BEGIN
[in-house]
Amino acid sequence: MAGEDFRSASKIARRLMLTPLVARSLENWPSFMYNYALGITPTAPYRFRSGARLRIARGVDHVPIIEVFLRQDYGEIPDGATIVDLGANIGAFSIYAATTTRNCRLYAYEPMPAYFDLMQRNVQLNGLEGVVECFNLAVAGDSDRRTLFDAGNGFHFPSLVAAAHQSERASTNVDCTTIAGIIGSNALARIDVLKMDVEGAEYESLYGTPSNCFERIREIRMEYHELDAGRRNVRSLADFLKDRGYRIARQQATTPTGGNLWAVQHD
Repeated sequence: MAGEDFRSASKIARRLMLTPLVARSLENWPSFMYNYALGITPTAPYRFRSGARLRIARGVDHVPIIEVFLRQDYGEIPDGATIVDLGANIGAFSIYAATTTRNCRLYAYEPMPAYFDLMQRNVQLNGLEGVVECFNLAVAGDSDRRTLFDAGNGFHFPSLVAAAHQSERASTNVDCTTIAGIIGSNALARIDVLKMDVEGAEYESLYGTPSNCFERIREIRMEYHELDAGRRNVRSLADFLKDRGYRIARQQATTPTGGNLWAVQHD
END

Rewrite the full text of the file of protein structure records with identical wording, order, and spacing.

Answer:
[in-house]
Amino acid sequence: MAGEDFRSASKIARRLMLTPLVARSLENWPSFMYNYALGITPTAPYRFRSGARLRIARGVDHVPIIEVFLRQDYGEIPDGATIVDLGANIGAFSIYAATTTRNCRLYAYEPMPAYFDLMQRNVQLNGLEGVVECFNLAVAGDSDRRTLFDAGNGFHFPSLVAAAHQSERASTNVDCTTIAGIIGSNALARIDVLKMDVEGAEYESLYGTPSNCFERIREIRMEYHELDAGRRNVRSLADFLKDRGYRIARQQATTPTGGNLWAVQHD
Repeated sequence: MAGEDFRSASKIARRLMLTPLVARSLENWPSFMYNYALGITPTAPYRFRSGARLRIARGVDHVPIIEVFLRQDYGEIPDGATIVDLGANIGAFSIYAATTTRNCRLYAYEPMPAYFDLMQRNVQLNGLEGVVECFNLAVAGDSDRRTLFDAGNGFHFPSLVAAAHQSERASTNVDCTTIAGIIGSNALARIDVLKMDVEGAEYESLYGTPSNCFERIREIRMEYHELDAGRRNVRSLADFLKDRGYRIARQQATTPTGGNLWAVQHD